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Asked about the removal of the Musudans, spokeswoman Hua Chunying said: “The current situation on the peninsula remains complex and sensitive. We hope that the relevant parties will do more things that will benefit peace and stability on the peninsula and help ease the situation.”

A senior Obama administration official said before the removal of the Musudans that he could not confirm that Chinese pressure is having an impact on Pyongyang’s behavior.

“It seems kind of counterintuitive given the low ebb in [China-North Korea] relations,” the official said.


Two leaked drafts of the CIA-origin talking points used by the Obama administration in publicly responding to the Sept. 11 terrorist attack in Benghazi, Libya, provide more evidence of political attempts to hide links to al Qaeda and Islamist terrorists.

An initial version completed at 11 a.m. Sept. 14 stated that the attacks were “spontaneously inspired” by protests at the U.S. Embassy in Tripoli and that the attackers included “Islamic extremists with ties to al Qaeda.” The group — al Qaeda-linked militia Ansar al-Shariah — also was mentioned as one culprit.

According to documents obtained by Stephen Hayes of The Weekly Standard, who first reported the talking points, State Department spokeswoman Victoria Nuland protested the mention of Islamists and al Qaeda in the talking points. She cited opposition from senior State Department officials who were not further identified as the reason for removing the references.

A second draft produced Sept. 15 at 9:45 a.m. dropped any mention of Islamists linked to al Qaeda. Instead, the points substituted a reference to the CIA having produced reports in the past about “the threat of al Qaeda-linked extremists in Benghazi and eastern Libya.”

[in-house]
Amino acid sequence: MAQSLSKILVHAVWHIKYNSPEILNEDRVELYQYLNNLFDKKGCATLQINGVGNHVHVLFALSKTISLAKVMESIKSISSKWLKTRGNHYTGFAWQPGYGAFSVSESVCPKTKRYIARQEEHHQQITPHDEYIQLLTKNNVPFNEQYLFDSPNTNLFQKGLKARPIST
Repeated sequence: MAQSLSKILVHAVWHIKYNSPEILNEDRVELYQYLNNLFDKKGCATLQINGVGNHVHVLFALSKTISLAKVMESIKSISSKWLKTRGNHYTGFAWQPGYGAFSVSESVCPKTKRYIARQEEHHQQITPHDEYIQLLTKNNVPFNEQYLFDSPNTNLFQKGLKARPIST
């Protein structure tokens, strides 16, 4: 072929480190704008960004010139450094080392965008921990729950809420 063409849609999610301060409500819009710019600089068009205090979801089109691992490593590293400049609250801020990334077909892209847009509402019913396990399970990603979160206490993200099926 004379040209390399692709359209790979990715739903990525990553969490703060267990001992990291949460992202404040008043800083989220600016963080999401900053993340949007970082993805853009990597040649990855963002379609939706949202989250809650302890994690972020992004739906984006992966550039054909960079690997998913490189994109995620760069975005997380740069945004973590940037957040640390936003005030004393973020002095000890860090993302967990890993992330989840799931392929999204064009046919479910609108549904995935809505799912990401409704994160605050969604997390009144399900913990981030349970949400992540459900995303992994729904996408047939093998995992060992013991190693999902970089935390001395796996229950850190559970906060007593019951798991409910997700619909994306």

The final version produced Sept. 15 scrubbed all references to al Qaeda and Islamists, stating that unspecified “extremists” were suspected in the attack.

The downplaying of the Islamic extremists and al Qaeda links to the attack followed President Obama’s speech to the Democratic National Convention on Sept. 6 when he said that “al Qaeda is on the path to defeat.” Some suspect that the talking points were sanitized in the context of the presidential election campaign and the administration’s political narrative that al Qaeda was in decline, intelligence officials said.

Under White House counterterrorism adviser John O. Brennan, now CIA director, references to the Islamist nature of terrorism and jihad, or holy war, were ordered removed from U.S. government counterterrorism training after pressure from Islamist advocacy groups.


The dramatic House testimony by State Department officials Wednesday shined light on the Obama administration’s response to the Benghazi terrorist attack on Sept. 11.

The House Oversight and Government Reform Committee hearing focused on why there was no military rescue operation and whether the administration lied in failing to initially label the attack the work of Islamist terrorists.

However, a U.S. intelligence official tells Inside the Ring that the hearing and congressional inquiries have failed to delve into what the official said is another major scandal: CIA covert arms shipments to Syrian rebels through Benghazi.

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